There’s Always One More Thing You Can Do

Hal Moore on Leadership
Available on Amazon

In early 2021 in Hal Moore’s files, I found a detailed initial outline of what would later grow into the “Hal Moore on Leadership” book. This series of posts pulls from that outline – mostly short paragraphs or bullets.

For more detail, check out the book. The focus of Moore’s life after retirement from the military was on helping and mentoring others along the path to becoming great leaders. We hope the quick points he makes in these posts inspire you to greatness. In addition, this provides additional insight for the Naming Commission as it considers renaming Army bases. In the analysis to rename Fort Benning, a Fort dedicated to leadership and training, what better name could there be than Hal and Julie Moore – both exceptional leaders who lived these values?

In January, 2021 the Senate voted 81-13 to pass the law to rename military bases. Given this overwhelming majority, Fort Benning will be renamed. We understand many object to changing history, but the only option now is to help the Naming Commission select the new name. Please support our effort to rename Fort Benning for Hal and Julie Moore to recognize the sacrifice of military families.

Holding ground won’t win the war, you need to keep alert and always look for the “one more thing” that you can be doing to win.  And, when you have done it.  Don’t stop there, because there is still one more thing you can do.  In life, advancement and achievement are moving targets.  The only way you can expect to succeed is if you have the drive within yourself to stay proactive and exhaust every avenue on the path to achieving your goal.

Don’t wait for opportunity to knock.

Put yourself in the driver seat of your own future.  If you want something, go after it.  Don’t ever assume that an opportunity will come find you.

In February 1940, senior year in High School, I was offered a job by the Kentucky Senator “Happy” Chandler in the Senate Book Warehouse in Washington, D.C. $30.00 a week.  My Dad had worked on his behalf in election campaigns.  I left home the next day thinking I’d have a good chance of finding an appointment to the Military Academy in Washington where Senators and Congressmen were.  I rented a room and finished high school at night in June 1940 with middle-aged cab drivers and government workers.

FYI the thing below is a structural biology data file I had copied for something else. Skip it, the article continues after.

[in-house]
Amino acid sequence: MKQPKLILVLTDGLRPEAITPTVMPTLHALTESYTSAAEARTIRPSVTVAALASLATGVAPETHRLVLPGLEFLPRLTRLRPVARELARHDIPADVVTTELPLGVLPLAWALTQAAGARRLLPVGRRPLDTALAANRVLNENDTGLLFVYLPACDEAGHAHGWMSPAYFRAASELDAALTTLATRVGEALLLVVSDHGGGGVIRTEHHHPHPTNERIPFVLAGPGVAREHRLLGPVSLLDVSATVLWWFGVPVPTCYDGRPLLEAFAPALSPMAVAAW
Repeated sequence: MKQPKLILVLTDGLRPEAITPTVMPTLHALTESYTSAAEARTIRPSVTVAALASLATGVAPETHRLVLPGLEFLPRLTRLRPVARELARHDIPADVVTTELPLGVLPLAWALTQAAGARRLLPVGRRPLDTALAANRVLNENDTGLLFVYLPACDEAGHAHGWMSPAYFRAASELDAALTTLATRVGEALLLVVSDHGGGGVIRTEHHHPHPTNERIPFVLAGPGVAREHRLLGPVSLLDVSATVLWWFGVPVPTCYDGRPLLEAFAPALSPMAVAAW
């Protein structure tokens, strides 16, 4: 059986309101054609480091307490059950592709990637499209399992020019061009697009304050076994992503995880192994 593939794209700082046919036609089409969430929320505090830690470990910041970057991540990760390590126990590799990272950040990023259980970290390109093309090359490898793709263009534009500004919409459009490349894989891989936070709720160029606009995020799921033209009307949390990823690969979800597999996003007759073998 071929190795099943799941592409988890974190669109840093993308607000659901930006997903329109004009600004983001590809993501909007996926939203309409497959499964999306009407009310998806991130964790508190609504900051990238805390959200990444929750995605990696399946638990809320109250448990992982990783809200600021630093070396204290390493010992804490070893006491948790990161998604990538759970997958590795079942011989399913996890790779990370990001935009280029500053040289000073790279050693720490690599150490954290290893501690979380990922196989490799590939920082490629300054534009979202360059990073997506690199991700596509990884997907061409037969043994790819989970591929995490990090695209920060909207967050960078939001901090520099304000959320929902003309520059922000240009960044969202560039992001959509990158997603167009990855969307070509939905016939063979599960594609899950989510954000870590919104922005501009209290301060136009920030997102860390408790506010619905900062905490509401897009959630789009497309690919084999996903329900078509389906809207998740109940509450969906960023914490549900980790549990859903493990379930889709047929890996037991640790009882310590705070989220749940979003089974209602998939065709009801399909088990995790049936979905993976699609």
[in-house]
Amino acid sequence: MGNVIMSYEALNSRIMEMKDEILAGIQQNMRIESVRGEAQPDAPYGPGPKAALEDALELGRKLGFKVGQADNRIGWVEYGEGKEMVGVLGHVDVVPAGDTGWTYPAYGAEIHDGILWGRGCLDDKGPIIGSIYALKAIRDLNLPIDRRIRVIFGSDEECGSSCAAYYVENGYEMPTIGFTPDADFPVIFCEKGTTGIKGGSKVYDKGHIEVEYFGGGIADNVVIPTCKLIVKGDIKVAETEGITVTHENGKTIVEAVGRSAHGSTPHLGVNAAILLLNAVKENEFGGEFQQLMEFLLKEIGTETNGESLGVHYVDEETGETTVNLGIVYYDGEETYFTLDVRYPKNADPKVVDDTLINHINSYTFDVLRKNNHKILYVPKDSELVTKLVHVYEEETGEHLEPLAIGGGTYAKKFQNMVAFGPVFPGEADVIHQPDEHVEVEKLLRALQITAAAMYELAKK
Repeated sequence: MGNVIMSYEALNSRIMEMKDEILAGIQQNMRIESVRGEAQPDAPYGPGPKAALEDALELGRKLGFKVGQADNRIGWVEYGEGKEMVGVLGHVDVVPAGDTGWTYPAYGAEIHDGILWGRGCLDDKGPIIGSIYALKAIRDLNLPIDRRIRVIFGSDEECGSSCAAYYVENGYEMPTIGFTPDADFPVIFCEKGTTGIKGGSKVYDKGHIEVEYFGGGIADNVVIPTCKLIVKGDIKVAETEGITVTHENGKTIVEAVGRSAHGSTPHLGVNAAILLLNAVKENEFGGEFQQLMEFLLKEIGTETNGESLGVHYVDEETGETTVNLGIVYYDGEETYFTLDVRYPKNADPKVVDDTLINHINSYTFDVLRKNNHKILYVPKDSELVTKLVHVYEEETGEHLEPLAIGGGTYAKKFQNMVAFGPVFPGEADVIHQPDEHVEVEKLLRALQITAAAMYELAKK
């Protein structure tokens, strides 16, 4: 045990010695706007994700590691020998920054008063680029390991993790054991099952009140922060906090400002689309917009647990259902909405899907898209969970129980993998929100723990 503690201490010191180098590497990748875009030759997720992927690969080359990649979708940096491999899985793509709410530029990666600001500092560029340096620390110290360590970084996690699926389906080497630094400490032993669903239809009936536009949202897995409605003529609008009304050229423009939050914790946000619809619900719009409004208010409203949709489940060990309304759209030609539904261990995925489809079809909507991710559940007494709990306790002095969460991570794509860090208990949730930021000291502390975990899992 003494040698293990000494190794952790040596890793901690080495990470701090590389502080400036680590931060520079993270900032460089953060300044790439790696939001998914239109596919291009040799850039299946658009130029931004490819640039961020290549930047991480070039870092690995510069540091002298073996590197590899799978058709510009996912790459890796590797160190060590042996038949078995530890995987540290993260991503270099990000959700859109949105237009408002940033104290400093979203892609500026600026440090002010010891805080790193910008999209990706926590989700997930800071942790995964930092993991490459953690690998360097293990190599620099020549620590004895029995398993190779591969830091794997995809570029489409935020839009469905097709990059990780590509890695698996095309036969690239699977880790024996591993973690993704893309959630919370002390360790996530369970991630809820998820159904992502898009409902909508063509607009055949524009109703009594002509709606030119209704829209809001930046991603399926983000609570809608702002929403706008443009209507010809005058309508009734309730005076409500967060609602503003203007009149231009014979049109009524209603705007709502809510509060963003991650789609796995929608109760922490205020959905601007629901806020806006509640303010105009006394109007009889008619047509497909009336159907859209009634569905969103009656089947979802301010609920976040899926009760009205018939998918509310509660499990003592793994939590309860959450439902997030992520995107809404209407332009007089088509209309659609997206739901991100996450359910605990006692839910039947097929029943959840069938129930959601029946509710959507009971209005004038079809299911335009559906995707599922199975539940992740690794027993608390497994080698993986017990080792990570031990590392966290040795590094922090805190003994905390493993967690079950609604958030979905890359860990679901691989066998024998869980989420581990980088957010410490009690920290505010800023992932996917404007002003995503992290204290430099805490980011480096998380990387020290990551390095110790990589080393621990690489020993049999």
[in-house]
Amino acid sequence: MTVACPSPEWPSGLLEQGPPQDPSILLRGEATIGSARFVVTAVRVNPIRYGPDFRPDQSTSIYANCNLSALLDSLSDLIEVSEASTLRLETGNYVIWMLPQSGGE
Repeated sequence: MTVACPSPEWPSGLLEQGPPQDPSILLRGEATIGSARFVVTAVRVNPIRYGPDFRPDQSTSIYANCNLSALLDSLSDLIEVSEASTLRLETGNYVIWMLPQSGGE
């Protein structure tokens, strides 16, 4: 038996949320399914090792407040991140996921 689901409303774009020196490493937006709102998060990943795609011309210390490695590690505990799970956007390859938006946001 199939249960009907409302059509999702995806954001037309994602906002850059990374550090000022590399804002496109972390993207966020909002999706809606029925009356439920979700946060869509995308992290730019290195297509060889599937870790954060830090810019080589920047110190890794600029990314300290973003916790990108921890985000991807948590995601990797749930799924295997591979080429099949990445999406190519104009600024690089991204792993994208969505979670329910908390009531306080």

Then went to George Washington University at night year-round until June 1942.  Periodically the Army published a list of Congressmen and Senators who had still had Appointments unfilled to West Point.  The Senate Warehouse being close to the House and Senate Office Buildings, I knocked on doors, and asked for an appointment.  No luck – for 2 ½ years.  In June 1942, Congress doubled the numbers of Cadets and Midshipmen in the Service Academies. I went into high gear visiting Congressional offices.  Again, no luck. 

However, my own Congressman – Ed Creal, 4th District, Kentucky said he WOULD appoint me to the Naval Academy at Annapolis, Maryland.  I thanked him very graciously and respectfully; then asked if he would appoint another Congressman’s man to Annapolis if that Congressman would appoint me to West Point.  That set him back.  Mr. Creal was surprised BUT he agreed to such a possible swap.  I really went into overdrive then, and found Congressman Eugene E. Cox of Georgia who agreed to the deal.  He appointed me to West Point.  I received a telegram from the War Department to report in to the Military academy on 15 July 1942.

If a strategy doesn’t work, invent a new one.

NEVER QUIT!  When you take a big hit, get back up.  It’s a lot easier to go down than to CRAWL back up when your morale is down. JUST DO IT!  You CAN control your will to win.

Three strikes and you’re not out.

My principal problem at West Point centered around all the mathematically based Engineering subjects.  The B.S. degree awarded was in “Military Science and Engineering” so the bulk of the courses were in Higher Math; Civil, Electrical, Hydraulic, Mechanical Engineering, Physics, Chemistry and the like.  By the end of October, my first year, my name was on the list of men who were “deficient” in Math.  If I had continued so, I would have been discharged from the Military Academy at Christmas.  I was severely frightened.  After all my work getting into West Point, I was in danger of being kicked out.  I was determined that would not happen.  From then on, by memorization and study from 7:30 – 12:00 or 1:00 at night, I made it through and graduated, proud to say, in the top of the bottom 25% of my class.

Go beyond the call of duty.

Early on I discovered that on occasion the officer who’d called the meeting had not thought through a logical plan on which to move the meeting through an issue.  From then on, if time permitted, when I was called to a meeting, I would prepare several copies of an agenda which related to the issue but which was constructed to advance my boss’s position.

Let the other guy say no.

Never say “NO” to yourself when confronted with asking someone for something when you know you have a REASONABLE request. Ask it and make the other guy say no!

More Points
Please sign the petitions to rename Fort Benning and Fort Rucker

Whether you like the idea or not, federal law requires all bases named for Confederates be renamed.
Let’s help them make the right choice for Fort Benning and Fort Davis!
Beyond the individual contributions of Hal Moore, renaming Fort Benning also recognizes the equally important contributions of the military spouse and family.
His many accomplishments make General Davis deserving of this honor – even more so when you see how he had to overcome crushing prejudice to achieve greatness.

Reading List (links to Amazon)

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